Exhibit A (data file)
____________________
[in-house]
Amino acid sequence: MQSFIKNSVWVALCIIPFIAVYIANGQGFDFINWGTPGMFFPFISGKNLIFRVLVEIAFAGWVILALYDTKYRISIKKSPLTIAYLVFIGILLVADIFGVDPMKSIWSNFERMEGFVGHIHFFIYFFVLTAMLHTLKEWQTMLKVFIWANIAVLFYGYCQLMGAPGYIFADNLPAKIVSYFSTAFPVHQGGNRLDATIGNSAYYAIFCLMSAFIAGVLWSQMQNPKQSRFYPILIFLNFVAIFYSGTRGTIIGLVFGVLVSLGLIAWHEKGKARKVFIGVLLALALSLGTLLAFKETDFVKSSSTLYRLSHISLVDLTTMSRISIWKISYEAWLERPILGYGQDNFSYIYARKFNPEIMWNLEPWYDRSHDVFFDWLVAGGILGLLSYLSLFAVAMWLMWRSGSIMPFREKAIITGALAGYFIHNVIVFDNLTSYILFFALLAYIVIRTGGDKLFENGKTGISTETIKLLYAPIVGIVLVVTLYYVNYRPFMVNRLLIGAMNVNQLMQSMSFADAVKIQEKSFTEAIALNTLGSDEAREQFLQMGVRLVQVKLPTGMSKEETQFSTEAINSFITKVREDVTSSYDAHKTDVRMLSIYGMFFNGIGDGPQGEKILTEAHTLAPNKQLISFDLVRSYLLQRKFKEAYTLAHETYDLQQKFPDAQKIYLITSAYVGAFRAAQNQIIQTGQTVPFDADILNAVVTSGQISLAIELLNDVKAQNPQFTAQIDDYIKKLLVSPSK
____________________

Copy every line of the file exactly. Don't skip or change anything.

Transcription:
[in-house]
Amino acid sequence: MQSFIKNSVWVALCIIPFIAVYIANGQGFDFINWGTPGMFFPFISGKNLIFRVLVEIAFAGWVILALYDTKYRISIKKSPLTIAYLVFIGILLVADIFGVDPMKSIWSNFERMEGFVGHIHFFIYFFVLTAMLHTLKEWQTMLKVFIWANIAVLFYGYCQLMGAPGYIFADNLPAKIVSYFSTAFPVHQGGNRLDATIGNSAYYAIFCLMSAFIAGVLWSQMQNPKQSRFYPILIFLNFVAIFYSGTRGTIIGLVFGVLVSLGLIAWHEKGKARKVFIGVLLALALSLGTLLAFKETDFVKSSSTLYRLSHISLVDLTTMSRISIWKISYEAWLERPILGYGQDNFSYIYARKFNPEIMWNLEPWYDRSHDVFFDWLVAGGILGLLSYLSLFAVAMWLMWRSGSIMPFREKAIITGALAGYFIHNVIVFDNLTSYILFFALLAYIVIRTGGDKLFENGKTGISTETIKLLYAPIVGIVLVVTLYYVNYRPFMVNRLLIGAMNVNQLMQSMSFADAVKIQEKSFTEAIALNTLGSDEAREQFLQMGVRLVQVKLPTGMSKEETQFSTEAINSFITKVREDVTSSYDAHKTDVRMLSIYGMFFNGIGDGPQGEKILTEAHTLAPNKQLISFDLVRSYLLQRKFKEAYTLAHETYDLQQKFPDAQKIYLITSAYVGAFRAAQNQIIQTGQTVPFDADILNAVVTSGQISLAIELLNDVKAQNPQFTAQIDDYIKKLLVSPSK